What "accountable care" can do for you.
A growing number of physicians re starting to take part in accountable care organizations (AC0s), which are groups of doctors, hospitals and other health care providers who voluntarily come together to offer coordinated, high-quality care to Medicare patients. A 2013 Medscape study of more than 21,000 doctors found that 24 percent were either in an ACO or planned to be in an ACO within a year, compared to only 8 percent of physicians in the 2012 report. ACOs are relatively new programs driven by changes in federal health care policy They represent a shift in how health care providers work together, says Jeffrey Farber, MD, a geriatrics and palliative medicine specialist at Mount Sinai.
"Joining an ACO is a big change for doctors," Dr. Farber says. "They are transitioning from our long-standing fee-for-service model of health care reimbursement to a system that rewards high-value over high-volume health care. Doctors will need to learn how to lead a team of interdisciplinary health professionals to provide optimal care to patients."
What it means to you While an ACO may sound like another alphabet-soup health management program--like an HMO or PPO--Dr. Farber notes that the key differences are that ACOs are led by providers, not insurance companies, and that ACOs take a proactive approach to care coordination. The goals are to eliminate needless duplication of services, reduce medical errors, and help avoid the confusion that confronts many patients as they try to manage multiple health conditions.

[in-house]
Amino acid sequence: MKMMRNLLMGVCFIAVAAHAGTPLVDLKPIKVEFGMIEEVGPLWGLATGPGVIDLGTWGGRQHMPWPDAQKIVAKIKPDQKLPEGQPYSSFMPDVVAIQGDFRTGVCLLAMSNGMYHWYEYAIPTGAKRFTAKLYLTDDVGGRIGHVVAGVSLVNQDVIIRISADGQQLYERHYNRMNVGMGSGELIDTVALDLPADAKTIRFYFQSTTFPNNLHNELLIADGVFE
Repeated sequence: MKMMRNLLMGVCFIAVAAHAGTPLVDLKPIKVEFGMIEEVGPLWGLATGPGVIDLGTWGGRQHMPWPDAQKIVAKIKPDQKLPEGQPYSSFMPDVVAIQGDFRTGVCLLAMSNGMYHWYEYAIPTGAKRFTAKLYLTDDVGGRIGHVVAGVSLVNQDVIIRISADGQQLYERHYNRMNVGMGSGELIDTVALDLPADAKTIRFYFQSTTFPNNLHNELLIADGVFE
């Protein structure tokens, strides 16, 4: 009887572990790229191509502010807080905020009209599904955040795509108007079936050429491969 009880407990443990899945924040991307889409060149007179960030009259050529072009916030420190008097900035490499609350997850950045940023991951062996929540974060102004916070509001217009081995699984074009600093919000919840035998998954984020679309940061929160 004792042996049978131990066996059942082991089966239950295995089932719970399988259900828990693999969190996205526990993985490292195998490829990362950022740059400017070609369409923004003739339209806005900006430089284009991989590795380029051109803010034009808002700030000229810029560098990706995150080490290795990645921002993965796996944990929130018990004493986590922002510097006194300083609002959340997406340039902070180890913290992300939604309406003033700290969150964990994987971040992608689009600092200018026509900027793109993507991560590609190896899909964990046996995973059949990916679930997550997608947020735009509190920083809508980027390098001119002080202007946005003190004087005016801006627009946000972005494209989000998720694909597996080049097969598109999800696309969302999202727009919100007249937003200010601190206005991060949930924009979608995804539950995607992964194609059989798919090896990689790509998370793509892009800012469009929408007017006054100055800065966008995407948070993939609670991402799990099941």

"Patients will benefit from care coordinators who work in their doctor's practice and can assist them in navigating the often complex health care system," Dr. Farber confirms. For example, a 55-year-old woman who has not undergone a recent screening mammogram will likely get a call from an ACO care coordinator and get the exam scheduled, as opposed to waiting until the next office visit, where it may or may not come up in the conversation.
Working with your doctors Unlike most health insurance plans, patients do not sign up to participate in an ACO. Their doctors do, and patients may become unaligned with the ACO simply by deciding to receive care elsewhere. "There is no restriction on their health care utilization or closed network of participating providers," Dr. Farber says. Fee-for-service Medicare patients who see providers in an ACO maintain all their Medicare rights, including the right to choose any doctors and providers that accept Medicare. If one of your doctors is in an ACO but another is not, you can still see both physicians without any complications.
The expectation is that ACOs will improve health care for older adults, and that this will result in Medicare savings because better care that avoids duplication and errors usually costs less. However, because ACOs are new, many doctors are still learning about how they work and what changes they will bring. It's likely that more doctors will be participating in ACOs in the next few years. "It must get confusing for some patients," Dr. Farber says. "Medicare has very good information available for patients both on its website (www.medicare.gov) and at 1-800-Medicare."
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|Publication:||Focus on Healthy Aging|
|Date:||Aug 1, 2013|
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